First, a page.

SATELLITE TV channel Living TV brought its cult show Most Haunted: Live to Clitheroe for a three-day special at the weekend. Last night, on Hallowe'en itself, reporter and 'open-minded sceptic' ADRIAN WORSLEY took his seat in the audience to witness an apparently genuine paranormal phenomenon.

OLD Demdike, like the rest of her alleged coven of witches, would no doubt have been spinning in her grave.

That is if her poor spirit hadn't been chased around Pendle Hill by a hyper-active TV presenter, a Liverpudlian psychic and an increasingly jittery film crew.

Old Demdike, aka Elizabeth Southerns, was one of several Pendle Witches to make a personal 'appearance' during last night's extraordinary programme.

Filmed with a live studio audience in Clitheroe's St Mary's Hall, the three-hour paranormal pantomime featured former Blue Peter presenter Yvette Fielding getting into increasingly scary scrapes with the "ghosts" of Britain's most famous witches.

The Most Haunted team, which visits a different part of Britain each week, chose the Ribble Valley for its flagship Hallowe'en show because of its links with the famous Pendle Witch trials of 1612.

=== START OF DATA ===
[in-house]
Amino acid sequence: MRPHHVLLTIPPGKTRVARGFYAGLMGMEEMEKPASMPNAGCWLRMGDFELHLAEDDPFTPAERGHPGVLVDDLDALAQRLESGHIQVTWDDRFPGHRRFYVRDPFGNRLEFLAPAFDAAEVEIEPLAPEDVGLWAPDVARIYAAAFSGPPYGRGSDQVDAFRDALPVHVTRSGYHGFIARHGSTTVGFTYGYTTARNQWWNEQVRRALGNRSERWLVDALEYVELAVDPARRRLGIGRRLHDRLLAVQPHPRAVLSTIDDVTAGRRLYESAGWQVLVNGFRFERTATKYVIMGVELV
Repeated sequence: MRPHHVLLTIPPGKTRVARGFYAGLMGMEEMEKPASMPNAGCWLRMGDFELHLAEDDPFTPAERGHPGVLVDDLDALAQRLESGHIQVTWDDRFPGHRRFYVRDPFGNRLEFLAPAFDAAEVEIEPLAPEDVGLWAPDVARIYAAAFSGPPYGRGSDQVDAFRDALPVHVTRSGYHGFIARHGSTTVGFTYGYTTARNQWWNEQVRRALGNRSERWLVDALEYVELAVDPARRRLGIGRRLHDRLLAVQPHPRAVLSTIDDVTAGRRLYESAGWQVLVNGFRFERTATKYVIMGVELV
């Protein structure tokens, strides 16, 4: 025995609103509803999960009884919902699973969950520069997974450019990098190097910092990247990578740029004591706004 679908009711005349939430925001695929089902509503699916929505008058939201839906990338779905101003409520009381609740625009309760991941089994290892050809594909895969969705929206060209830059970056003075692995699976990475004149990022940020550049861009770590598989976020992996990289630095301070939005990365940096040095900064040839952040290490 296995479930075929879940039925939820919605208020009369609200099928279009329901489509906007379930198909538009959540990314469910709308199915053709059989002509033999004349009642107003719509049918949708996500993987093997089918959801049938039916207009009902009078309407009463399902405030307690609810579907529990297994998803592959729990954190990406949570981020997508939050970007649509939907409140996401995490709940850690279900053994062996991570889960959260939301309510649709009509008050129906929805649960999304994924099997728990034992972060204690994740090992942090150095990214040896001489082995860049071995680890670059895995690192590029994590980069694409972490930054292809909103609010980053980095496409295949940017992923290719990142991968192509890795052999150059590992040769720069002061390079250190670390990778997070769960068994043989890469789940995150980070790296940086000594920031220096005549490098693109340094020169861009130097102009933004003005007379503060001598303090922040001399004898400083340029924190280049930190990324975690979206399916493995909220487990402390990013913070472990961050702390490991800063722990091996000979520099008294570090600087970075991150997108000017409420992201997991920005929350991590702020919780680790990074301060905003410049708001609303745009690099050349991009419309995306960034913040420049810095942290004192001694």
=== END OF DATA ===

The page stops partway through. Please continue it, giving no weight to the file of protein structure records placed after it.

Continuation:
After last year's Hallowe'en show pulled in around 1.7million viewers, last night's show was expecting even bigger viewing figures.

And, if the 200-strong live audience was anything to go by, fans are willing to travel huge distances to join in the fun. They came from all over Britain to take their places.

Suitably wound up by the warm-up act we settled in for a night the likes of which Clitheroe will never see again. The format was simple. A visibly shaken Yvette stood by as Scouse psychic Derek Acorah allowed himself to be 'possessed' by whatever 'presence' happened to be floating by.

In the hunt for the exact spot where the Pendle Witches' coven is thought to have held their sabbats, or meetings, the team wisely gave Pendle Hill itself a wide birth because of the traditional procession to the top on Hallowe'en night.

Instead, their search took them to Low Well Head on the south side of Pendle Hill, where they told us they encountered the first of the witches. To the obvious delight of the audience Derek became possessed almost immediately.

The crew was less delighted to hear Derek, who was now possessed by the ghost of Old Demdike, tell them: "She wants to scalp all of us."

The finale was at an old house now owned by the descendents of Pendle Witch Alice Nutter.

Long-lost relative Laura Nutter was even invited on to the show to be interviewed by host Dr David Bull.

She told him: "The family bought this house in 1970 and there's definitely something there. About 20 years ago a family member saw somebody knelt in front of the farm, while four years ago someone spotted an old woman wearing a cloak."

In three hours of exciting and infuriating television, it was an understated moment and one of the few that genuinely rung true.

Speaking before the show Richard Woolfe, Living TV's director of programmes, said: "The show is a phenomenon, but people can see it's genuine. We are not saying you should believe or not believe. People in the audience are intelligent enough to make up their own minds."

The third and final show filmed in Clitheroe starts at 9pm tonight on Living TV.